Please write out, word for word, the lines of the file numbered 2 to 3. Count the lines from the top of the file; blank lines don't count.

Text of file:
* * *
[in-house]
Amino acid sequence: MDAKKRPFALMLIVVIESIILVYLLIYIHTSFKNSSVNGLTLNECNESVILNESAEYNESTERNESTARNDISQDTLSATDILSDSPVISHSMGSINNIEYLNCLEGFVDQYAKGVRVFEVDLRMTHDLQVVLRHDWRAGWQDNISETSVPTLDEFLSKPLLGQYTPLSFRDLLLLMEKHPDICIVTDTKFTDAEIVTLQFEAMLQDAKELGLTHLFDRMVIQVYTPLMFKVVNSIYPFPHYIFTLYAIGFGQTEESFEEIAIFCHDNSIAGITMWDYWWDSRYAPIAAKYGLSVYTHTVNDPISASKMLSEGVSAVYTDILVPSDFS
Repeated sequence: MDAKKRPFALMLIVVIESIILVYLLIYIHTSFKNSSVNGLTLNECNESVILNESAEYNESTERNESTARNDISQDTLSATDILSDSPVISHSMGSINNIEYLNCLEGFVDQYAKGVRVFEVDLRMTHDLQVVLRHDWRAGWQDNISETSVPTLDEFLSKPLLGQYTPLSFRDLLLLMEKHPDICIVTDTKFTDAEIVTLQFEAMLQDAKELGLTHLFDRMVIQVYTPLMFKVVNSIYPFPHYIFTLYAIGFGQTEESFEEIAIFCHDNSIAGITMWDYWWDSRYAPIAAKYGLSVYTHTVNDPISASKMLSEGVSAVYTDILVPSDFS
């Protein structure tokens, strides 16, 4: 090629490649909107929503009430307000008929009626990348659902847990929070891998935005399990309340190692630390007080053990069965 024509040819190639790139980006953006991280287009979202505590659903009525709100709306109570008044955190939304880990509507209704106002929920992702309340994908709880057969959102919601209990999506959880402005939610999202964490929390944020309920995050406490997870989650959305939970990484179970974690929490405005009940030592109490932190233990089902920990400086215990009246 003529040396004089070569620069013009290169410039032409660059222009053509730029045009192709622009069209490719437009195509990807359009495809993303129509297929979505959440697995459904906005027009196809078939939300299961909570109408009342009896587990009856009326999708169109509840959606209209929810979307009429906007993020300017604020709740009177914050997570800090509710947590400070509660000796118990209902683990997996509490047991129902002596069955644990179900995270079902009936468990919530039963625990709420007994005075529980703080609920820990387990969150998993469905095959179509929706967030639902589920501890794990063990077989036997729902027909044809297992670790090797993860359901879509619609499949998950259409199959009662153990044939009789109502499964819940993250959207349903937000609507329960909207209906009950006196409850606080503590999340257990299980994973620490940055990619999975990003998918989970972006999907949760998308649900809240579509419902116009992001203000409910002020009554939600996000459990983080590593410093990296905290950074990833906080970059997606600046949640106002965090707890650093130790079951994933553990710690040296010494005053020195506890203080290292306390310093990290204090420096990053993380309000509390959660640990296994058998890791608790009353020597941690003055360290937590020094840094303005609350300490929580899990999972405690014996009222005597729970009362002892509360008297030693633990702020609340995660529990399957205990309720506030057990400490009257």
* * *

Amino acid sequence: MDAKKRPFALMLIVVIESIILVYLLIYIHTSFKNSSVNGLTLNECNESVILNESAEYNESTERNESTARNDISQDTLSATDILSDSPVISHSMGSINNIEYLNCLEGFVDQYAKGVRVFEVDLRMTHDLQVVLRHDWRAGWQDNISETSVPTLDEFLSKPLLGQYTPLSFRDLLLLMEKHPDICIVTDTKFTDAEIVTLQFEAMLQDAKELGLTHLFDRMVIQVYTPLMFKVVNSIYPFPHYIFTLYAIGFGQTEESFEEIAIFCHDNSIAGITMWDYWWDSRYAPIAAKYGLSVYTHTVNDPISASKMLSEGVSAVYTDILVPSDFS
Repeated sequence: MDAKKRPFALMLIVVIESIILVYLLIYIHTSFKNSSVNGLTLNECNESVILNESAEYNESTERNESTARNDISQDTLSATDILSDSPVISHSMGSINNIEYLNCLEGFVDQYAKGVRVFEVDLRMTHDLQVVLRHDWRAGWQDNISETSVPTLDEFLSKPLLGQYTPLSFRDLLLLMEKHPDICIVTDTKFTDAEIVTLQFEAMLQDAKELGLTHLFDRMVIQVYTPLMFKVVNSIYPFPHYIFTLYAIGFGQTEESFEEIAIFCHDNSIAGITMWDYWWDSRYAPIAAKYGLSVYTHTVNDPISASKMLSEGVSAVYTDILVPSDFS